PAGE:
Anthony, however, claims that attorney fees are appropriate because Vivint has a history of bringing lawsuits against individuals for tactical reasons and then settling. Vivint argues that multiple lawsuits against multiple defendants is not the Tenth Circuit standard. Rather, the Tenth Circuit refers to multiple lawsuits between the same parties dismissed without prejudice to harass a given defendant. The court agrees that the Tenth Circuit standard appears to apply to multiple cases between the same parties. This is the only lawsuit between the present parties. Anthony also takes issue with Vivint's filing of the case against Anthony at all because he claims it was brought only to force him to testify against Bailie. However, Vivint alleges a conspiracy between the parties and, based on the telephone records disclosed as part of its initial disclosure, there appears to be a basis for such a claim. Filing a lawsuit against both alleged conspirators in an effort to get one of them to testify against the other is not improper when there is a basis for bringing the claim.

         In any event, even if the Tenth Circuit standard applied to multiple cases between multiple parties, Anthony has not demonstrated a basis for attorney fees. While Anthony cites to several cases in this district in which Vivint had commercial disputes and/or sought to protect its trade secrets, Vivint is a large company and there is nothing improper about Vivint resorting to litigation to protect its customer information or other business interests. Anthony does not provide evidence demonstrating that Vivint lacked a good faith basis for bringing any of those lawsuits or the terms of any of the settlements.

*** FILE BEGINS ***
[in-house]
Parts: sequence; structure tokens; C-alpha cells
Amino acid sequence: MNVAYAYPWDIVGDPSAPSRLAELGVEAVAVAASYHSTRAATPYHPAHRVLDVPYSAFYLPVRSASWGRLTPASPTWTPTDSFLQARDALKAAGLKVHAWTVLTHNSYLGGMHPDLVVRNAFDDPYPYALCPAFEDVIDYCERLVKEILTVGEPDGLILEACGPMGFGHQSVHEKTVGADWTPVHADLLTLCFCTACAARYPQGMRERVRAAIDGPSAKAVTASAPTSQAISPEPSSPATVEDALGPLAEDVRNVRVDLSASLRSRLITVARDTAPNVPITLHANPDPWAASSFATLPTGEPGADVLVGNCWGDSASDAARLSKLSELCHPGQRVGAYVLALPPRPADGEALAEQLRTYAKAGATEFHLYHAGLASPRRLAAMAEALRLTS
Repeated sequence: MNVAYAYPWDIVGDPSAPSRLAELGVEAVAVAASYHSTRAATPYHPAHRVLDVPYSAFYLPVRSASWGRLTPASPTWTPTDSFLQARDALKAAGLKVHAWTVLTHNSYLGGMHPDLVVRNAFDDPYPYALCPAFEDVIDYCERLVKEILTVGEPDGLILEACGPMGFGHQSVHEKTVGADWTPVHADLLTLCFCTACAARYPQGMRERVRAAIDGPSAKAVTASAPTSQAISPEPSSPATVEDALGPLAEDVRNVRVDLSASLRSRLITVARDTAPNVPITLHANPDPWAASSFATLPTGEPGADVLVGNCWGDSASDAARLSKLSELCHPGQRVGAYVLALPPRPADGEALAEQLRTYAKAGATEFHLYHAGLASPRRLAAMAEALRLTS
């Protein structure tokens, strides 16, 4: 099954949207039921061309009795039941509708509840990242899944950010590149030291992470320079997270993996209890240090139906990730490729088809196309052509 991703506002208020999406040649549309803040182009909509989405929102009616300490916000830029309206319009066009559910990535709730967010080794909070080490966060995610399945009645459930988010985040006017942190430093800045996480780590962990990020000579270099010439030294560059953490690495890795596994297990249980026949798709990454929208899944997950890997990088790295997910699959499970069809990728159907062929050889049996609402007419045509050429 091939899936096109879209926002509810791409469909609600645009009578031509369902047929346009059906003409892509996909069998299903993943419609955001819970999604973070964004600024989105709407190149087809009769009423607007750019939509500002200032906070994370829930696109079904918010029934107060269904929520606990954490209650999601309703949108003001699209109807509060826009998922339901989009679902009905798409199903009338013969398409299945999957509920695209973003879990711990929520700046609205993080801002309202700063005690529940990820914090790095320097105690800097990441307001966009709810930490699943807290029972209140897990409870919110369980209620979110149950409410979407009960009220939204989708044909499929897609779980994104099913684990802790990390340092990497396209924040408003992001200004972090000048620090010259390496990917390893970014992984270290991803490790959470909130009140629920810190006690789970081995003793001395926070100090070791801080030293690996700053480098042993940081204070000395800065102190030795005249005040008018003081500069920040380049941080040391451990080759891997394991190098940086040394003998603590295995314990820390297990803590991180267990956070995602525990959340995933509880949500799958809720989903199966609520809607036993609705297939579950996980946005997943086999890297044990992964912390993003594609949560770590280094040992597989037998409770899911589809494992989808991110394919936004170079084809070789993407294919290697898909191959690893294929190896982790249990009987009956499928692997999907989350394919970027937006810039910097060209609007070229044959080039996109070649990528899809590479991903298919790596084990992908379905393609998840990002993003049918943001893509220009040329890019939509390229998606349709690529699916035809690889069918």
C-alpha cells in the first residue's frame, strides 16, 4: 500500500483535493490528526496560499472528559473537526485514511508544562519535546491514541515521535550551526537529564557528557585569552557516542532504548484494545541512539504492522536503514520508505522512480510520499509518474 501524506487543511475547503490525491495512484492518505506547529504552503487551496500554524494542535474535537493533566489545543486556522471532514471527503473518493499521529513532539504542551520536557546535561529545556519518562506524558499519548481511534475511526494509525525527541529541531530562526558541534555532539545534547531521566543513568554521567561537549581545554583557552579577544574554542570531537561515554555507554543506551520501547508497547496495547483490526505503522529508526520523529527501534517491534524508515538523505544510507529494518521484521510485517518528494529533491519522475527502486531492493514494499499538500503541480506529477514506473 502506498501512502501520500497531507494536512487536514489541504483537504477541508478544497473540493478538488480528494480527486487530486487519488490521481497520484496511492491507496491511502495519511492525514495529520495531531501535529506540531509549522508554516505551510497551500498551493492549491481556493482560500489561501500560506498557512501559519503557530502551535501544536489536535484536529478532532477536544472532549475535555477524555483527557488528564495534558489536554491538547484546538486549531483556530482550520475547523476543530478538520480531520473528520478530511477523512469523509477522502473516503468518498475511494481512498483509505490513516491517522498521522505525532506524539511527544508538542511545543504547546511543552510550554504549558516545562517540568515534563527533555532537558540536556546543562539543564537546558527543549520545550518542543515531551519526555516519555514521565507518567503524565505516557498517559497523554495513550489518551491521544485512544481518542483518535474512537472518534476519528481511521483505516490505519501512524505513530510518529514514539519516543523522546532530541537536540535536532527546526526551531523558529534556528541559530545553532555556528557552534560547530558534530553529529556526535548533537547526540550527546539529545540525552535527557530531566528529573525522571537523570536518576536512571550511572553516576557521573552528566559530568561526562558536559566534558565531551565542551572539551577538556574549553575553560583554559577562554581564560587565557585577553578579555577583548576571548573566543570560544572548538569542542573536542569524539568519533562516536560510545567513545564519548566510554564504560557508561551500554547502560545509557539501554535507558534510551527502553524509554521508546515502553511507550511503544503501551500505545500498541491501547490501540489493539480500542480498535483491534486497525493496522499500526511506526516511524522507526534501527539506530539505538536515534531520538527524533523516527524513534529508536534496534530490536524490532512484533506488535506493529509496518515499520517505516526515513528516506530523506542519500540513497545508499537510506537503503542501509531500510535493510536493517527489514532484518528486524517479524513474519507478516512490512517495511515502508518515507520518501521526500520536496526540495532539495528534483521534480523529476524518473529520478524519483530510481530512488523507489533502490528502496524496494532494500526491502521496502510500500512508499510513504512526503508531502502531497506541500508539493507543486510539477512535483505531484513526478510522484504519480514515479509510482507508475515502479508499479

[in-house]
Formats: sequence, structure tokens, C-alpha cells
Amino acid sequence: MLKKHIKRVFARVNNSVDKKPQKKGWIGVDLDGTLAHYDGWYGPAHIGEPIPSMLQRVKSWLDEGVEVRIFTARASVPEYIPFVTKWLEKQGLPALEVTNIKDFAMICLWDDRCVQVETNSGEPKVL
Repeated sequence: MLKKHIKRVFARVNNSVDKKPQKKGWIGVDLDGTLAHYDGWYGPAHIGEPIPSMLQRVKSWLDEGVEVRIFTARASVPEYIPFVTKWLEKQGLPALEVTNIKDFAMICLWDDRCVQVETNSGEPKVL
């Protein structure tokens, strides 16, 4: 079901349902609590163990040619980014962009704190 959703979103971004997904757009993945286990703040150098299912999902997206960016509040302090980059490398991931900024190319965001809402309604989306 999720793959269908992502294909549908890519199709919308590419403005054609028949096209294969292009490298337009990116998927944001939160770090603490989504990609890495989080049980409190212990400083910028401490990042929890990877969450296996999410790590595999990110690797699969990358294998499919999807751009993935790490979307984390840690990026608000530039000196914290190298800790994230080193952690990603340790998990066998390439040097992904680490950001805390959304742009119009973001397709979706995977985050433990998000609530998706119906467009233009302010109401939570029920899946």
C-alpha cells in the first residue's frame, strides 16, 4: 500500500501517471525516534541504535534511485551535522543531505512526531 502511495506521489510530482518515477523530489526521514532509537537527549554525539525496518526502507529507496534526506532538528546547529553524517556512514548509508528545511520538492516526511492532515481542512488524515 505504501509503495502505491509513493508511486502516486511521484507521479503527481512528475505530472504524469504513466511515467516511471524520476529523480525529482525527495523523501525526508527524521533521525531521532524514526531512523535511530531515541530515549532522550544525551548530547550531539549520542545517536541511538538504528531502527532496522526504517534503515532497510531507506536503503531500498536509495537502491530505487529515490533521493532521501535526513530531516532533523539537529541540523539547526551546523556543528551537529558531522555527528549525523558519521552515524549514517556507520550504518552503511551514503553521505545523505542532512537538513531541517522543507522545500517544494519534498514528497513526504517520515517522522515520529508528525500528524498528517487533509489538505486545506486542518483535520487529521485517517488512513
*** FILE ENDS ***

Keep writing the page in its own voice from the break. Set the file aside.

Moreover, while Anthony attacks the basis for Vivint's present lawsuit, Vivint's initial disclosures demonstrate a basis for Vivint's allegations and Anthony never pursued a motion to dismiss the claims as unfounded. Vivint's investigation showed that Anthony and Bailie had previously worked together and the produced telephone records showed that Anthony and Bailie were in repeated contact with each other. Vivint also listed eight individuals or entities and 36 Vivint customers as witnesses affected by Anthony's and Bailie's alleged actions. Vivint produced 141 pages of documents to Anthony, including his employment file and telephone logs associated with Anthony's telephone that Vivint intended to use to supports its claims. That production of records was the only discovery in the case, but it supports Vivint's claims and shows that the claims have a foundation. Vivint did not move for summary judgment on its claims and was under no obligation to present all of the evidence it acquired during discovery in support of those claims. Anthony improperly asserts that a party's desire to settle an action demonstrates that there is no merit to the party's claims. However, a myriad of legal, factual, and financial considerations inform a party's desire to settle a case. The ...